The Boy Scout devotion to knots shown by Mistress C's trussing companions confirmed my conviction that DIY is the true vice anglais. It poisons the whole of English life, from Fred West and his patio tombs to Mr Cameron's Big Society, via the have-a-go-hero on his way to Casualty in two separate ambulances.

And this taint spreads from the lower-middle classes:

  • Aristocrats wear ancient clothes and drive decrepit jalopies around decayed estates, heralded by explosive plumbing and overcooked food.
  • Working people make things for sale in the marketplace, and undergo years of training in the correct use of tools.
  • Professional types hire artisans from a guild of nations to primp their pergolas, appease their boilers and entertain their children.

Only the petite bourgeoisie tamper with motor engines, venture into drains, wrong-end soldering irons and lose rabbits in ersatz top hats before rooms of tearful tots.

On a global scale I'd hitherto always associated the Japanese with the Scots:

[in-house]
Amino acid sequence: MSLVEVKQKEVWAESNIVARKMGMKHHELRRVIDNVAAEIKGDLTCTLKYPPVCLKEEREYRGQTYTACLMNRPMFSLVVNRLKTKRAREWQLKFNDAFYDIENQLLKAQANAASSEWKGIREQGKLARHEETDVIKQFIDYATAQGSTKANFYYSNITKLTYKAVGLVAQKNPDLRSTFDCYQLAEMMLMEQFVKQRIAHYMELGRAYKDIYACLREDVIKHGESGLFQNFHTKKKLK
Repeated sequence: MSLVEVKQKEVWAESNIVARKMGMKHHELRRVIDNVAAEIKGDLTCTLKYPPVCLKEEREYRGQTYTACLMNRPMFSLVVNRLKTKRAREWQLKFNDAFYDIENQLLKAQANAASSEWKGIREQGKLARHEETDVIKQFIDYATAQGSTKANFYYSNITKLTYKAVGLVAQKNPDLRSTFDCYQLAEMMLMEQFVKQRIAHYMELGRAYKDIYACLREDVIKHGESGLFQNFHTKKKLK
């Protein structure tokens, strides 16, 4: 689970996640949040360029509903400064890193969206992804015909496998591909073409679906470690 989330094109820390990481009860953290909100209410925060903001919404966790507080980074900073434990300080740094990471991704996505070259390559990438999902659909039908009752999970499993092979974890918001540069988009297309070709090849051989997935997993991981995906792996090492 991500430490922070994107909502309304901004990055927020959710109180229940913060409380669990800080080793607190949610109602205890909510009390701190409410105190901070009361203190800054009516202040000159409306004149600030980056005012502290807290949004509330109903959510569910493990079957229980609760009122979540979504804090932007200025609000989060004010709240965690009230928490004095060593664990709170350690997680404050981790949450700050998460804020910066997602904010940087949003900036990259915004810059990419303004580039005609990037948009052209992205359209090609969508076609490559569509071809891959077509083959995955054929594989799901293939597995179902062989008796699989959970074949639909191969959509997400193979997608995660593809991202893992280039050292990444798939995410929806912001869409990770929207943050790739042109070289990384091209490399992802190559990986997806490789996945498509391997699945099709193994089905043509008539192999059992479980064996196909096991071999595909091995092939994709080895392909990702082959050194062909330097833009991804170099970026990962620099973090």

• They like tartan, whisky, golf and rewriting history;
  • They owe everything to their mighty neighbours, and never show the slightest gratitude;
  • They've more than their fair share of islands; and
  • Their cooks do frightful things with fish.

But, on reflection, perhaps the true kinsmen of the Japanese are the English:

  • They share a belligerent attitude to their continental cousins;
  • Their simple language is let down by an absurd writing system;
  • Their closest former colonies - Ireland and Korea - are sods of incomprehensible souses split into an eccentric south and truculent north; and
  • They like naval fleets, public drunkenness and below-par royalty, whom they invest with religious significance.

The Japanese also mirror the English class system, and I bet their salarymen like being mortally coiled too.

There are vital differences, of course. Japanese cars work, and the country has no equivalent of the Welsh. The Hairy Ainu match most of the roles performed by the Scots, although the Japanese are careful never to let them rule the country.

But the most common weal of England and Japan is decline. While we dismantle the Welfare State, Japan slips behind China among the mercantile nations.

Perhaps the road to recovery lies in abandoning the cult of DIY. I assume the Japanese are prey to this too, given the prevalence of paper houses in their rice-bound realm.

Aspirants to public office could be asked what, in their view, is the correct use of hemp. If they reply that it involves enhanced smoking, they may proceed.

If they mumble something about resentful redbrick lady graduates brandishing the I-Spy Book of Knots, the Switchfinder-General should do everyone a favour and belt them up.

Wednesday, February 09, 2011

Night Coracle to Cairo